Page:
But here I sit. Typing at a computer in a lovely cafe where the coffee and tequila are free, facing a beautiful pool and beyond that, the amazingly blue sea. I am grateful I let go of my self-righteousness when it came to vacation destinations. I am grateful I let myself take it easy. I am grateful I lost my 90s-era smirk somewhere along the way.

That is not to say that I don´t have moments of judgy judginess, despite wanting to be better than that, especially when observing “regular” people doing what “regular” people do. Breakfast, in particular, has been fascinating. It is the only buffet of the day and a chance to mingle with the broadest cross section of the hundreds of guests who are staying here. In a corner of a vast room is a table of fresh tropical fruit: mango, papaya, passion fruit and pineapple that I haven´t been able to get enough of. I fill plate after plate with fruit and follow it up with scrambled huevos dressed with pico de gallo, fresh guacamole and fresh cilantro. I like to think that I’m using my sense of taste to appreciate my surroundings – that seeking out the local flavors are another way to be present in this place, on this vacation. I know this sounds smug, because I feel a bit smug (disguised under a veil of concern) when I see people walking to their tables with overloaded plates of brown food: pancakes, bacon, waffles, hash browns, sausage, all the diner favorites, sometimes accompanied with stiff cantaloupe if they are being healthy (see! There is the judgy judginess right there). I know I am an adventurous eater (thank you, mom!), but I hadn’t realized how different I am from other people until I compared our breakfasts. I know that people tend to stick in their comfort zones, and that is one of the reasons they come to an all-inclusive in the first place, but I didn’t think that comfort zones involved so many processed carbs and butter. And with fresh passion fruit right there for the taking! So despite being in a place where regular people vacation, I am still not regular, if the breakfast plate is any indication.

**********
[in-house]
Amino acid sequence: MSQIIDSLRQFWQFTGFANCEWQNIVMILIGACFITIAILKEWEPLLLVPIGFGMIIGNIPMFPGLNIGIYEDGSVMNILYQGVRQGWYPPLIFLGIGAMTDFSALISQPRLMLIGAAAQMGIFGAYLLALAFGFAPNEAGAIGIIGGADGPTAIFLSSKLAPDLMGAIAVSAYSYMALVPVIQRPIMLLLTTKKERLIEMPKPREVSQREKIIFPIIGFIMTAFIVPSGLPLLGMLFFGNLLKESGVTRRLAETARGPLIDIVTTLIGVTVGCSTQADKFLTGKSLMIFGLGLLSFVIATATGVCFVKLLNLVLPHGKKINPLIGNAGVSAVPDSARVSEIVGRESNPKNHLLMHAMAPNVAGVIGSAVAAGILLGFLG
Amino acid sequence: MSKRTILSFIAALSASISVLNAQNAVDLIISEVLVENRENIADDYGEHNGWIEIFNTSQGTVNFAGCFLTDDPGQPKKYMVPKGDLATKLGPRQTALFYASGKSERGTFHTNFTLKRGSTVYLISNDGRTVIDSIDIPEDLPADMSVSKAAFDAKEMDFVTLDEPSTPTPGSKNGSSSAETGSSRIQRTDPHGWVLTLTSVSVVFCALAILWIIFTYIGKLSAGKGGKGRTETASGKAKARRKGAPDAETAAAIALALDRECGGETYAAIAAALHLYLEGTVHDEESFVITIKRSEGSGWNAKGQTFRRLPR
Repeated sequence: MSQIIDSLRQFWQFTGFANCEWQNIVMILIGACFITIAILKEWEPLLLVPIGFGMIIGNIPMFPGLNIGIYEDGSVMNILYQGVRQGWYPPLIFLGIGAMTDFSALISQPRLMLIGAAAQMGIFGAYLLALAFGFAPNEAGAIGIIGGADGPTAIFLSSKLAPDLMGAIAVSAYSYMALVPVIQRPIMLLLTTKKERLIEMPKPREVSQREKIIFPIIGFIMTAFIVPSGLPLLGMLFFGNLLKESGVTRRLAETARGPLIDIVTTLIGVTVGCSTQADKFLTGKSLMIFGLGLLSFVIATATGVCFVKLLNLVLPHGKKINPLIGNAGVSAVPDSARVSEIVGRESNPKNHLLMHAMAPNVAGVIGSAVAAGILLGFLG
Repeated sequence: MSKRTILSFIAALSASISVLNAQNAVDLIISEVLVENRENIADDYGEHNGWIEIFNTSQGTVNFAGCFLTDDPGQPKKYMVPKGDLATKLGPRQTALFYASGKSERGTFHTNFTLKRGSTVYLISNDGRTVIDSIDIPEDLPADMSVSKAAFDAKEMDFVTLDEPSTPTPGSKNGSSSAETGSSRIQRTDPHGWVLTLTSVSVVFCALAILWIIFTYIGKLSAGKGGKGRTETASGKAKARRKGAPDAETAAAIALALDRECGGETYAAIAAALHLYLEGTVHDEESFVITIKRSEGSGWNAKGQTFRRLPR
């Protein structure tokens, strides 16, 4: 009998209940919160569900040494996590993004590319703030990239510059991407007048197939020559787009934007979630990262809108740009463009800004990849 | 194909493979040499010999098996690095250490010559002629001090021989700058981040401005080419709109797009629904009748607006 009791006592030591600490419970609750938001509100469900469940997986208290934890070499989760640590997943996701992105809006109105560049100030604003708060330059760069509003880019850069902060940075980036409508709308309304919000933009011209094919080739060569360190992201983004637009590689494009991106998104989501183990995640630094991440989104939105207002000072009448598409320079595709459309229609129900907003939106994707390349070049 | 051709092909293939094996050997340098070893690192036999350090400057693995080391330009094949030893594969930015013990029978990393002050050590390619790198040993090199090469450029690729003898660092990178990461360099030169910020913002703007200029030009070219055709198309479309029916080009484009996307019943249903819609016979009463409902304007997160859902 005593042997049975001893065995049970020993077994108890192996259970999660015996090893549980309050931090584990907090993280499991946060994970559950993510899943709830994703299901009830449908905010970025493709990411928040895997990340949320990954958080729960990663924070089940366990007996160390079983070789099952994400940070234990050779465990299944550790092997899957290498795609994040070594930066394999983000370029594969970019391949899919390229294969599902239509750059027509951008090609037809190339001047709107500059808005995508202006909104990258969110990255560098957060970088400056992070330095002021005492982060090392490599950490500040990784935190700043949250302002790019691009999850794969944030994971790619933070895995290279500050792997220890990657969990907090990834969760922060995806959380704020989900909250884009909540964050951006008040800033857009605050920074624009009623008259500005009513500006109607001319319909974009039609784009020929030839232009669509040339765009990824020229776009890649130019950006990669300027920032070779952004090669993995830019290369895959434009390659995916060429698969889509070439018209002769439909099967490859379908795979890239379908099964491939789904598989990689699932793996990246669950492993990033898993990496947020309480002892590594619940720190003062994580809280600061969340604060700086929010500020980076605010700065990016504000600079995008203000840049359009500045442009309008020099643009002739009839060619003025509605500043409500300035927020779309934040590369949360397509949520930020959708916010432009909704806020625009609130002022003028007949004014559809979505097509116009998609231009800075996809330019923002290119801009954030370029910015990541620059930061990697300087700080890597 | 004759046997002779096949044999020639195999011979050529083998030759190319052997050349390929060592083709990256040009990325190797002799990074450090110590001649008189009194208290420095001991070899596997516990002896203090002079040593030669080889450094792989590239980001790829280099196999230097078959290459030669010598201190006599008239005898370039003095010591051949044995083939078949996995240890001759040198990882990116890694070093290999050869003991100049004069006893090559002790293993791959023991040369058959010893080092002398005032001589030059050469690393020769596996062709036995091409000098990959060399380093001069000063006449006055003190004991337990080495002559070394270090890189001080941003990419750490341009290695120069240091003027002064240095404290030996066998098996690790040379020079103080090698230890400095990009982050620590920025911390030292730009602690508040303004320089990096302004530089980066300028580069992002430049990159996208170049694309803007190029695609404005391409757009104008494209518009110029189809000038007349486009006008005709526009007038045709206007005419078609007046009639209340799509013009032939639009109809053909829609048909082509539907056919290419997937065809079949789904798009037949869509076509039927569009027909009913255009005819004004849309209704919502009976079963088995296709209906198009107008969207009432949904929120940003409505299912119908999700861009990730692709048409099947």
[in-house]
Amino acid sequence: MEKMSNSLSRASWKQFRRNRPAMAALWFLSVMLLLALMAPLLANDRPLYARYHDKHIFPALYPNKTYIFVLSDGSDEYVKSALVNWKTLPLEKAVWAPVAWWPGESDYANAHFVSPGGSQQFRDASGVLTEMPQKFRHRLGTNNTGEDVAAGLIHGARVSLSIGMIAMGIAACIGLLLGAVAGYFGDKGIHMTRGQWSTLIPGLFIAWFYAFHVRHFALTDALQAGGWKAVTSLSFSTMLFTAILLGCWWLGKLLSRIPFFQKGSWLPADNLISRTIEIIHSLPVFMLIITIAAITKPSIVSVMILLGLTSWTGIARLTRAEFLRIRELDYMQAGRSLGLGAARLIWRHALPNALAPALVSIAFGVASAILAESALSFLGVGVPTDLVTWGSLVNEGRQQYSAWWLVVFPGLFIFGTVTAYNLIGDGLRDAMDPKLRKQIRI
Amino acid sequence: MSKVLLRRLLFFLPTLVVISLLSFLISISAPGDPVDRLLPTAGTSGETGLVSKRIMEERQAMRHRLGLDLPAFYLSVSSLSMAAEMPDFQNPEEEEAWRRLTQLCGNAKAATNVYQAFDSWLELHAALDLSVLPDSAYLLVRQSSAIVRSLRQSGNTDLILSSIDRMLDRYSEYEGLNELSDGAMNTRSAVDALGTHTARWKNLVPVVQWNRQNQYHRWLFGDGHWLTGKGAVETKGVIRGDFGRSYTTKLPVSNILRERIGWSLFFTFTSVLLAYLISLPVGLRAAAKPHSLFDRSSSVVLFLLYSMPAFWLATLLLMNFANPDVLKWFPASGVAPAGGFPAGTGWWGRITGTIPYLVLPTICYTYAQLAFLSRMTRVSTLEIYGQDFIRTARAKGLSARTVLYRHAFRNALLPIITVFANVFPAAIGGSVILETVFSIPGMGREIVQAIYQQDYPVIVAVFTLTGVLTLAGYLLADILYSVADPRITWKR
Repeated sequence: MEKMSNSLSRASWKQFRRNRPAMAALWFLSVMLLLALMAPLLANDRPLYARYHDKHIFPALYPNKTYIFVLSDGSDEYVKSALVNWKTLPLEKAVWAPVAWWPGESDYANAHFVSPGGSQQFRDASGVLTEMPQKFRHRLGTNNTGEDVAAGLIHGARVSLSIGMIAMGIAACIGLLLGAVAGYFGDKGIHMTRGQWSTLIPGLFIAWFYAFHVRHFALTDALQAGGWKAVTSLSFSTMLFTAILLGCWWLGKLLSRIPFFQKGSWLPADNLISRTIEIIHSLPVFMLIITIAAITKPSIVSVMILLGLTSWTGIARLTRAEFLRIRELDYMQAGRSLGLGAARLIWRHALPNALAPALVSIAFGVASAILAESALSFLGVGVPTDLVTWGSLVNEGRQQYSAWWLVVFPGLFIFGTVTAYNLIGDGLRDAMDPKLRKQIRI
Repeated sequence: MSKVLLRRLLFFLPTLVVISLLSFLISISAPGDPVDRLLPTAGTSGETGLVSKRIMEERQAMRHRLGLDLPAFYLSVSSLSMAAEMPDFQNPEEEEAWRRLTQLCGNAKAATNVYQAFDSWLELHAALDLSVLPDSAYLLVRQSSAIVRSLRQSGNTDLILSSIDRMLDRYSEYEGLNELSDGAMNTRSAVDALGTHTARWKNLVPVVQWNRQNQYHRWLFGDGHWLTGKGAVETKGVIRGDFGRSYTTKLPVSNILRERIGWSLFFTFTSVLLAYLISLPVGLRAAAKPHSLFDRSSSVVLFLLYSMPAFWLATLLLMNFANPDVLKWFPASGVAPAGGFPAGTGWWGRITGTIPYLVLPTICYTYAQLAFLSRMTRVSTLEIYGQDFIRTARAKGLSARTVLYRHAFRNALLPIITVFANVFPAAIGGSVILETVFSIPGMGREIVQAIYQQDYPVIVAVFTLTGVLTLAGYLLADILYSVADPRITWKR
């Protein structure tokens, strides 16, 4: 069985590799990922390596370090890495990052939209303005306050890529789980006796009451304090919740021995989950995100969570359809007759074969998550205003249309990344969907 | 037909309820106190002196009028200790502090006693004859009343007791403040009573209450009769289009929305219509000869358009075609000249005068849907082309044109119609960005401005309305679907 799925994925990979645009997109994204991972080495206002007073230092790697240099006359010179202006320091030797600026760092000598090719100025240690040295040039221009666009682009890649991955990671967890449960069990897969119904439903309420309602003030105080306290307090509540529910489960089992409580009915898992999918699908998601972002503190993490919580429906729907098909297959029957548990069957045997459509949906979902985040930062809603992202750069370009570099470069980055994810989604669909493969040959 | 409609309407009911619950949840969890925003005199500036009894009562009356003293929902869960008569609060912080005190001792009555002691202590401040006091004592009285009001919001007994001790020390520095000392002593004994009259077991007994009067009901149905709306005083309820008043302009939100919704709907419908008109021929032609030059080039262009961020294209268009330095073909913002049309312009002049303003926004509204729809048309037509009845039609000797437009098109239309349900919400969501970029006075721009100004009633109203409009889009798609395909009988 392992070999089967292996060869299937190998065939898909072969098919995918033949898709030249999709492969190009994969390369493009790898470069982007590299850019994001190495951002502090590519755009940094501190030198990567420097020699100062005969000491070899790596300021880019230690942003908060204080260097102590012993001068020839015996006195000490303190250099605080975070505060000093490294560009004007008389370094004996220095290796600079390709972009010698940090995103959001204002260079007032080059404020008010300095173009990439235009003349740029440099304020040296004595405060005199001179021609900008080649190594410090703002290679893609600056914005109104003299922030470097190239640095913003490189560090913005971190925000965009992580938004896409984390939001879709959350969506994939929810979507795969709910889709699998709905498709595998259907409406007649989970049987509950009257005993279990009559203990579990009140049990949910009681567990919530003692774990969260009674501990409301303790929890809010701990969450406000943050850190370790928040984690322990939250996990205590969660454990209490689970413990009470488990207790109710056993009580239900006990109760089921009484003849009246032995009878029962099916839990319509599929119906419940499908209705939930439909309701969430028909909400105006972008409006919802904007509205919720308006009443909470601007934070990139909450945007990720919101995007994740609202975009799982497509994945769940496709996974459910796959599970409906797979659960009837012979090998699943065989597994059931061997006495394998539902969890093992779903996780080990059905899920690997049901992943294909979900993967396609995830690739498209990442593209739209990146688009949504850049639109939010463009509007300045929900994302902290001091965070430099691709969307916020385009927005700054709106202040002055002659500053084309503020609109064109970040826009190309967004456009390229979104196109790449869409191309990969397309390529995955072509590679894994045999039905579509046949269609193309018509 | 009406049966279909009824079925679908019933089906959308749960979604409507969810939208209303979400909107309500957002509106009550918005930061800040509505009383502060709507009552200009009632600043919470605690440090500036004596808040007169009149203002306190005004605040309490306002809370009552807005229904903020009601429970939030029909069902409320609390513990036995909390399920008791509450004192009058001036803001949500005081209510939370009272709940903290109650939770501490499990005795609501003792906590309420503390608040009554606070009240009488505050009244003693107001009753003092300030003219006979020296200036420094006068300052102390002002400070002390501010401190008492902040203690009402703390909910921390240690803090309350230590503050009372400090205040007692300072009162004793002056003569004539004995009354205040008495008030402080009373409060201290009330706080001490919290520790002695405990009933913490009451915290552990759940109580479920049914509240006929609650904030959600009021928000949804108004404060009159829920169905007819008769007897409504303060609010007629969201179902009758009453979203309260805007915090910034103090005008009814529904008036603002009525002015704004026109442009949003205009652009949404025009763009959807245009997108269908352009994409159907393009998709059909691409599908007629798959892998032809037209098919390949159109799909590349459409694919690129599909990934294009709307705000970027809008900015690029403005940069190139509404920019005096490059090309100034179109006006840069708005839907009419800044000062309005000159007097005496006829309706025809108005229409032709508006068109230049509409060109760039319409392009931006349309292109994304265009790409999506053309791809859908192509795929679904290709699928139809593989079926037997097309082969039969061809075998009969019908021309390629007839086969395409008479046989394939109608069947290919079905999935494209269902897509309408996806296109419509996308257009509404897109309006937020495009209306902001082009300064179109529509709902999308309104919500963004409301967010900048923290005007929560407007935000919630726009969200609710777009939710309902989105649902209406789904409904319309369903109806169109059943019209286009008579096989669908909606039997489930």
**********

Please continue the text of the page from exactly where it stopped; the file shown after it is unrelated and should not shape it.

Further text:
How great is that? How amazing it is to realize that it doesn’t matter how my surroundings are packaged; I bring my oddness, my uniqueness with me. I can lay by the pool with a flower behind my ear and a fruity cocktail in-hand and not lose myself. Not become regular. I pack my best self with me, no matter where I go, and if I could go back and talk to my younger, 90s-self, I would try to convince her of that, and try to get her to stay on the sunny side of the island. It is beautiful there.

Until next time. Adios!